by NewNic (6420) on Wednesday April 04 2018, @12:07AM (#662263) Journal

        Despite it being on Schedule I of the Controlled Substances Act.

        Not sure what point you are trying to make there, but it sounds awfully like a circular argument that "Cannabis is illegal because it is on a list that makes it illegal", not because of any real harm.

        Historically, Cannabis is illegal because of racism.

        --
        lib·er·tar·i·an·ism ˌlibərˈterēənizəm/ noun: Magical thinking that useful idiots mistake for serious political theory
        • (Score: 2) by takyon on Wednesday April 04 2018, @12:52AM (1 child)

          by takyon (881) <{takyon} {at} {soylentnews.org}> on Wednesday April 04 2018, @12:52AM (#662271) Journal

          Point is that it is on Schedule I, deemed the worst of the worst by our government, but kids (and adults) barely even think of it as a drug. It's all a big joke.

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          • (Score: 3, Interesting) by NewNic on Wednesday April 04 2018, @04:38AM

            by NewNic (6420) on Wednesday April 04 2018, @04:38AM (#662343) Journal

            I don't agree that it is a joke.

            What its Schedule 1 listing means is that this (and prior) governments have no regard for facts.

            Facts show that it has valuable medical properties. Facts show that it is not addictive. Facts show that legalizing it would promote one of this administration's stated goals: reducing opioid-related deaths and other consequences of opioid abuse.

            Facts show that it should be regulated more like alcohol.

            But, legalizing cannabis would give a win to the very states that fund the nation, but are hated by Trump, so its not going to happen any time soon. Another failure by Obama!

            --
            lib·er·tar·i·an·ism ˌlibərˈterēənizəm/ noun: Magical thinking that useful idiots mistake for serious political theory
      • (Score: 5, Informative) by NotSanguine on Wednesday April 04 2018, @12:20AM (1 child)

        If you are using opioids for to kill pain, then cannabis could be an effective substitute, although it would better to avoid the opioids from the start.

        I had spine surgery not too long ago and made sure I had plenty of cannabis on hand, as I wanted to limit the amount of opiods I took for pain.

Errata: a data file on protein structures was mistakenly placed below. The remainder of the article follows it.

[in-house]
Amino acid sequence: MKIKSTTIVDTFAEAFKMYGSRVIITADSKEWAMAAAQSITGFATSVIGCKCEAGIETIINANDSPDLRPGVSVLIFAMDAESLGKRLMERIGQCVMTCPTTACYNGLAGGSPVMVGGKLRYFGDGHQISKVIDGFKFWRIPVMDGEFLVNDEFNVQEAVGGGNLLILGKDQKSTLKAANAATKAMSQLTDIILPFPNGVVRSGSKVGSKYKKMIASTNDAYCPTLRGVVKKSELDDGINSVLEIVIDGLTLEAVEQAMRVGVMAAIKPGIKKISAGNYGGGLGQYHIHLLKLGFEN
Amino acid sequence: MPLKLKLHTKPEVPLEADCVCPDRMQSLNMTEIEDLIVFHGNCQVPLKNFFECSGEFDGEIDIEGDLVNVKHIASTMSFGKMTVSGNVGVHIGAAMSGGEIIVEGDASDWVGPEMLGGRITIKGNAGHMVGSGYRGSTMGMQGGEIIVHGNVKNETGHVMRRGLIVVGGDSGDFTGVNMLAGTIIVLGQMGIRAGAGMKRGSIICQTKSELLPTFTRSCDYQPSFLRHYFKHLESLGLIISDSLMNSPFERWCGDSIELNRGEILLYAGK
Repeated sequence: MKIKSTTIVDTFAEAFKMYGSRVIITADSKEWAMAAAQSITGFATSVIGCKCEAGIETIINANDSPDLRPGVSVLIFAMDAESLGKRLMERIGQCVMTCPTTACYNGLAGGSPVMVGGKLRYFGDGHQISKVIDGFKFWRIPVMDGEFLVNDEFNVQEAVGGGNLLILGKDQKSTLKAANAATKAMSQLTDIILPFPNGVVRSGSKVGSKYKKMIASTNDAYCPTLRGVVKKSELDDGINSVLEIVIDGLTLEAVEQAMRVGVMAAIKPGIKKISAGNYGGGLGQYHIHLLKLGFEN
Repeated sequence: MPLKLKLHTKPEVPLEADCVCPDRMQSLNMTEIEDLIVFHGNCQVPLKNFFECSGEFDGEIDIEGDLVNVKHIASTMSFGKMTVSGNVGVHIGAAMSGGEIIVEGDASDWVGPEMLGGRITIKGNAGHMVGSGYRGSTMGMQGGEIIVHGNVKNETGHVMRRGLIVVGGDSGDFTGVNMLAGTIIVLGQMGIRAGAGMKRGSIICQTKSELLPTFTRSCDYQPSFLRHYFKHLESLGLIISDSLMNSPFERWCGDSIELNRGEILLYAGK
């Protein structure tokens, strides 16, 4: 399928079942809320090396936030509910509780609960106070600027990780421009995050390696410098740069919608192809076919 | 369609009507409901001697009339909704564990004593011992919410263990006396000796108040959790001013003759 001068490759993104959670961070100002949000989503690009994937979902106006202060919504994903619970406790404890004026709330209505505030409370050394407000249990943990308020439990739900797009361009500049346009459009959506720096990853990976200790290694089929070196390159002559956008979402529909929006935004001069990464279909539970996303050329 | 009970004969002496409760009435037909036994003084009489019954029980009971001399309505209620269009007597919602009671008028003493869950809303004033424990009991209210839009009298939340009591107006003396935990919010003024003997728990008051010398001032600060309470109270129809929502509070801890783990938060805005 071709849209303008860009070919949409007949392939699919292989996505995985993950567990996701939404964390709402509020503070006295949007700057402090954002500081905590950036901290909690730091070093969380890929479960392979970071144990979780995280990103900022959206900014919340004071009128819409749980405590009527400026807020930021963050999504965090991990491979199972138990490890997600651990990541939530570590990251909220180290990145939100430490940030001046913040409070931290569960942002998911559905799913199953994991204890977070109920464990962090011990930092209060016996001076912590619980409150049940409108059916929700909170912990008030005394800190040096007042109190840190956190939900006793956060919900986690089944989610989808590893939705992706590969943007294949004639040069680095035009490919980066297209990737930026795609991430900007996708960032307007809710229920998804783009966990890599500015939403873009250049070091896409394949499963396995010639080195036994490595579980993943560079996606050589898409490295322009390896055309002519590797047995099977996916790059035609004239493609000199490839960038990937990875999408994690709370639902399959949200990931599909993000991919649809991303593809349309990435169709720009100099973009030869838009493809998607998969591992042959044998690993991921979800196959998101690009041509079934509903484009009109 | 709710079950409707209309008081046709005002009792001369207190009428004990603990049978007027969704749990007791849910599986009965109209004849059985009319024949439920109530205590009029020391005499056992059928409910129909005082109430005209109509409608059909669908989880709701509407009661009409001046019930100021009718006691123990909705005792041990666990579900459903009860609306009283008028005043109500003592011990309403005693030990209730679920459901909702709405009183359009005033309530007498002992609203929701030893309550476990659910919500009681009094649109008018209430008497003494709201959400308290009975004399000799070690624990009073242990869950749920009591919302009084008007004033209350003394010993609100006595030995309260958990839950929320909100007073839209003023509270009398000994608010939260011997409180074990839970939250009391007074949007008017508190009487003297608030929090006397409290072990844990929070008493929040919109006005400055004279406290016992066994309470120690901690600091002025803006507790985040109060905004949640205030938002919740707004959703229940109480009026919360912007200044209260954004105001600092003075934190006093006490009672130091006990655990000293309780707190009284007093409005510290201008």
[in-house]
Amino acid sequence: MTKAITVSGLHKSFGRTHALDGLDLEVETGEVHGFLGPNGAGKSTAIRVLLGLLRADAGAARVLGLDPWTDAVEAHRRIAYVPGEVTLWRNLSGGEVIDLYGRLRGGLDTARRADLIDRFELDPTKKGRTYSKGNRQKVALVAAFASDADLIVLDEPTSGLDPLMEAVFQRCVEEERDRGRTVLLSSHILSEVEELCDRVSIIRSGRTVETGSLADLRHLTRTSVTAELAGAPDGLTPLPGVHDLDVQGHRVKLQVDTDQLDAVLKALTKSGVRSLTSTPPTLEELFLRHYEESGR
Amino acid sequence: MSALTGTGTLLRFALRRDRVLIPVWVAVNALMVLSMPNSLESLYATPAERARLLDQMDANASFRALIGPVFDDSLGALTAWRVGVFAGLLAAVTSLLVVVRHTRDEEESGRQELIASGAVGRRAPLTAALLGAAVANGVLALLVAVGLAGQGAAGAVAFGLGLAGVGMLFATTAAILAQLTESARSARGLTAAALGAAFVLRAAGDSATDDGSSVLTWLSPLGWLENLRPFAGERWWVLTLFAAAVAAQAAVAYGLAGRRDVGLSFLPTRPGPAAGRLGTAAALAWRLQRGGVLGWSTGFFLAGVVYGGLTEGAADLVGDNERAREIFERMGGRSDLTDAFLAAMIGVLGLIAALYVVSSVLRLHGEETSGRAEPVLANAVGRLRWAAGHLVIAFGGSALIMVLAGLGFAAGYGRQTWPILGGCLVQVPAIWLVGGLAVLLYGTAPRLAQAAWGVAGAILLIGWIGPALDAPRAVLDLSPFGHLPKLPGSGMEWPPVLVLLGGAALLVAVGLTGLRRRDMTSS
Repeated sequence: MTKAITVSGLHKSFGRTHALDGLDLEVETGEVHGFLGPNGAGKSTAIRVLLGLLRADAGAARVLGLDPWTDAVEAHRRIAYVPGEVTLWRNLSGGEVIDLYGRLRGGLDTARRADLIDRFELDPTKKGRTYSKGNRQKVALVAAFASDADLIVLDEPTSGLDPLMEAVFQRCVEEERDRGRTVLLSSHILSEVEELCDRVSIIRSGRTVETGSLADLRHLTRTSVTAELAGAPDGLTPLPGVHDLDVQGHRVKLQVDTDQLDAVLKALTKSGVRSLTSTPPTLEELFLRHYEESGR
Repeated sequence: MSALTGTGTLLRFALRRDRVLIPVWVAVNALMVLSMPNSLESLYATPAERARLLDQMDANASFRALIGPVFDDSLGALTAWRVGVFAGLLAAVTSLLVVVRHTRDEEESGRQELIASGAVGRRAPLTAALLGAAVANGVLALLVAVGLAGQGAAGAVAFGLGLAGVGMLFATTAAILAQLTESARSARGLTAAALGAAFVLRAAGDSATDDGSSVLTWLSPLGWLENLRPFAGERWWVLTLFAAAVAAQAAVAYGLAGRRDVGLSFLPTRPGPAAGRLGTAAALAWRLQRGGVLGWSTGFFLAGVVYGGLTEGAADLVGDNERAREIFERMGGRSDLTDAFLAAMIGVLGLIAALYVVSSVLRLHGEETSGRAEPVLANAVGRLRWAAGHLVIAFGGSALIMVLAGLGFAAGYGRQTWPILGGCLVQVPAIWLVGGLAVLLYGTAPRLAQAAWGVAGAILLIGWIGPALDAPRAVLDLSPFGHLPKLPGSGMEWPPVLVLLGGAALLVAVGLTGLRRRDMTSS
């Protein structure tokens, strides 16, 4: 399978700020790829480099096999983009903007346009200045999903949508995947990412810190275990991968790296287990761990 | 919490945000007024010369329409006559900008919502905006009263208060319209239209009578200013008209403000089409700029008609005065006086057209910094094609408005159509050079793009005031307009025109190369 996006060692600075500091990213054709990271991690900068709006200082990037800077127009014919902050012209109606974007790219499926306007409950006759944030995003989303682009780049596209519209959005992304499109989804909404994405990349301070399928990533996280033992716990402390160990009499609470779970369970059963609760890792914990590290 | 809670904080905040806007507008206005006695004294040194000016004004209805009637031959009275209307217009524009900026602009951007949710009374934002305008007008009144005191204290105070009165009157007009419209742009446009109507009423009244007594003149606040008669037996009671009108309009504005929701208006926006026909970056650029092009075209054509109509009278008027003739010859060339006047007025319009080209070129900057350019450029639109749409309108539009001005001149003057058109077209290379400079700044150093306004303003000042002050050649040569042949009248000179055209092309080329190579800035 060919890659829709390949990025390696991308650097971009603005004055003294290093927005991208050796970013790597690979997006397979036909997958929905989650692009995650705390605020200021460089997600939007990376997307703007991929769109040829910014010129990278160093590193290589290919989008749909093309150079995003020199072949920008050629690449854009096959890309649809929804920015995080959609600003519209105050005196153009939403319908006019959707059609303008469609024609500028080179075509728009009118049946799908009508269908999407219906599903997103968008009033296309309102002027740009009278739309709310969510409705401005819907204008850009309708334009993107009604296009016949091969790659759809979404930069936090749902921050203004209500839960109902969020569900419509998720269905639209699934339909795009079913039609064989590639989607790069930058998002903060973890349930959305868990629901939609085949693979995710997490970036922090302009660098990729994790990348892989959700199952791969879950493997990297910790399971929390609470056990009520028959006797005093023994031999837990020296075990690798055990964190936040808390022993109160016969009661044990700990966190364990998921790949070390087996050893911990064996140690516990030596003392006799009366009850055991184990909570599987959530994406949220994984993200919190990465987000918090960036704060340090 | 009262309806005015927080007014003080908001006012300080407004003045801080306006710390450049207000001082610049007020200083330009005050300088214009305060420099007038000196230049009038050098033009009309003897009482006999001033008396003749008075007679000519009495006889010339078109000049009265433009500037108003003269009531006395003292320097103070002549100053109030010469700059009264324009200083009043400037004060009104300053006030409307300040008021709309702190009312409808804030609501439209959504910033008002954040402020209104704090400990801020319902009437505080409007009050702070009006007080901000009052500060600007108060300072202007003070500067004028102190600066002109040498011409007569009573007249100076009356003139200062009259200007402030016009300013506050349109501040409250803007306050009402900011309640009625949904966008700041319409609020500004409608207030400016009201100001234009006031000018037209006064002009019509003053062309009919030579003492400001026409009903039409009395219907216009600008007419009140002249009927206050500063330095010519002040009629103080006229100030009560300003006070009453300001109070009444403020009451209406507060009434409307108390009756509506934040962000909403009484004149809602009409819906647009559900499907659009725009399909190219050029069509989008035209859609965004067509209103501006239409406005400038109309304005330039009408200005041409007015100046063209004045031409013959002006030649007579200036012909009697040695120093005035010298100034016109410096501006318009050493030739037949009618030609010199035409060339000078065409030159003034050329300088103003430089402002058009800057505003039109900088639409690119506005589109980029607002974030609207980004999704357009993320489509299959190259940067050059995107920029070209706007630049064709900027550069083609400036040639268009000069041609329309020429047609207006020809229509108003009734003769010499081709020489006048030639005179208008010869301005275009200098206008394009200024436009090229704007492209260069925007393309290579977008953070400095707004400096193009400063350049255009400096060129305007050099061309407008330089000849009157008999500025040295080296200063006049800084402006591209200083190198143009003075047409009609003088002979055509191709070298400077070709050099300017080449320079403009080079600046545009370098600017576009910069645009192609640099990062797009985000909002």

Most of my pain was related to the incision and tissue damage from rooting around in my spine. For the first couple of days after surgery, cannabis just didn't cut it for pain relief.

        Cannabis took the edge off, but stronger (in this case oxycodone) drugs were needed to allow me to sleep. I took full doses of oxycodone every four hours for almost three days and it helped quite a bit, allowing me to sleep and let the incision begin to heal. I was also high off my ass that whole time.

        I cut the dose in 1/2 after three days and started stretching out the time between doses. I didn't feel really high from the oxycodone then and started using cannabis as well, which didn't get rid of the pain, but made it so I didn't really care about it.

        After five days or so, I tried stopping the opiods altogether, but the pain from my still-healing incision made it difficult to sleep. As such, I took a 1/2 dose before bed and another one when I woke up. That worked well to allow me to sleep and the cannabis allowed me to deal pretty easily with any pain I had when I was awake.

        Once the oxycodone was gone (after nine days), I was no longer in much pain and had little desire for more oxycodone.

        For the type of treatment (recovery from surgery), the oxycodone was absolutely necessary and cannabis was insufficient. That's anecdotal (obviously), but is, in my mind (even before this surgery), an appropriate use for opioids. Chronic pain on the other hand, was always a bad use case for them.

        And as I understand it, the primary issue with dependence/addiction that stems from opioid use is when they are prescribed on an ongoing basis for chronic pain.

        Depending on the level of pain, cannabis can absolutely help such folks. The idea that long-term use of opioids not causing dependence is ridiculous on its face, and it makes you wonder how big pharma convinced so many doctors that dependence/addiction shouldn't be the expected outcome.

        Acetaminophen (Tylenol) is less than useless in my experience, although ibuprofen (Advil) has been very useful for me. Interestingly, naproxen sofium (Aleve) does absolutely nothing for me, even at prescription doses.

        Everyone is different and will have different reactions to the use of various drugs, but thinking that long-term use of opioids, to treat chronic pain, won't cause dependence/addiction and its associated problems is, at best naive and, at worst, an attempt to create a permanent market for such pain medications.

        None of that is new or even particularly profound. That so many who should have known better just went along has been disastrous. More's the pity.

        --
        No, no, you're not thinking; you're just being logical. --Niels Bohr
        • (Score: 0) by Anonymous Coward on Wednesday April 04 2018, @01:19AM

          by Anonymous Coward on Wednesday April 04 2018, @01:19AM (#662281)

          mix acetaminophen ibuprofen and caffeine that stack works better than the sum of it component

      • (Score: 0) by Anonymous Coward on Wednesday April 04 2018, @02:59AM

        by Anonymous Coward on Wednesday April 04 2018, @02:59AM (#662313)

        Naah, fliptop has a good point. We need to kill those motherfucking drug users before they kill themselves. Once a drug user, always a drug user. Kill them all!!!eleven!1!

        (grin)